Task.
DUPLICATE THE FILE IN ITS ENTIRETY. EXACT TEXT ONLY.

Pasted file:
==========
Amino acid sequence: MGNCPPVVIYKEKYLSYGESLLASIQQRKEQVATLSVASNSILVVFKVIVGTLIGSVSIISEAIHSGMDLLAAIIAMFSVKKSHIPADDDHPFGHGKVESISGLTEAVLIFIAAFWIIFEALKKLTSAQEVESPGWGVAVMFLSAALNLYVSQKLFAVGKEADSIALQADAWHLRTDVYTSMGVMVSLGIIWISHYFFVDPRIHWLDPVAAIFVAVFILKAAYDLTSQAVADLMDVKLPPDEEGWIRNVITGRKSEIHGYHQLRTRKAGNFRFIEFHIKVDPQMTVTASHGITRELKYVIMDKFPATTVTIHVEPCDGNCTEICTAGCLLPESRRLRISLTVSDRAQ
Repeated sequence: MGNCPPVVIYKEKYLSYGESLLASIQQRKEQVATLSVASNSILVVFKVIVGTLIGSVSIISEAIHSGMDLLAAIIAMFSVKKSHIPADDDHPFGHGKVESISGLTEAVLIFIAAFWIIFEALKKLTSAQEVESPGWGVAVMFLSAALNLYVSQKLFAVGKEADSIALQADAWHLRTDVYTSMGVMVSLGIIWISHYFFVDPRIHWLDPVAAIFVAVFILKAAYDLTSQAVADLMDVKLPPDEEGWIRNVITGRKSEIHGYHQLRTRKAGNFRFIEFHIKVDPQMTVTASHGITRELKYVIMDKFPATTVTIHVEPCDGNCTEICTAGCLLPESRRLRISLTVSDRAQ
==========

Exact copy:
Amino acid sequence: MGNCPPVVIYKEKYLSYGESLLASIQQRKEQVATLSVASNSILVVFKVIVGTLIGSVSIISEAIHSGMDLLAAIIAMFSVKKSHIPADDDHPFGHGKVESISGLTEAVLIFIAAFWIIFEALKKLTSAQEVESPGWGVAVMFLSAALNLYVSQKLFAVGKEADSIALQADAWHLRTDVYTSMGVMVSLGIIWISHYFFVDPRIHWLDPVAAIFVAVFILKAAYDLTSQAVADLMDVKLPPDEEGWIRNVITGRKSEIHGYHQLRTRKAGNFRFIEFHIKVDPQMTVTASHGITRELKYVIMDKFPATTVTIHVEPCDGNCTEICTAGCLLPESRRLRISLTVSDRAQ
Repeated sequence: MGNCPPVVIYKEKYLSYGESLLASIQQRKEQVATLSVASNSILVVFKVIVGTLIGSVSIISEAIHSGMDLLAAIIAMFSVKKSHIPADDDHPFGHGKVESISGLTEAVLIFIAAFWIIFEALKKLTSAQEVESPGWGVAVMFLSAALNLYVSQKLFAVGKEADSIALQADAWHLRTDVYTSMGVMVSLGIIWISHYFFVDPRIHWLDPVAAIFVAVFILKAAYDLTSQAVADLMDVKLPPDEEGWIRNVITGRKSEIHGYHQLRTRKAGNFRFIEFHIKVDPQMTVTASHGITRELKYVIMDKFPATTVTIHVEPCDGNCTEICTAGCLLPESRRLRISLTVSDRAQ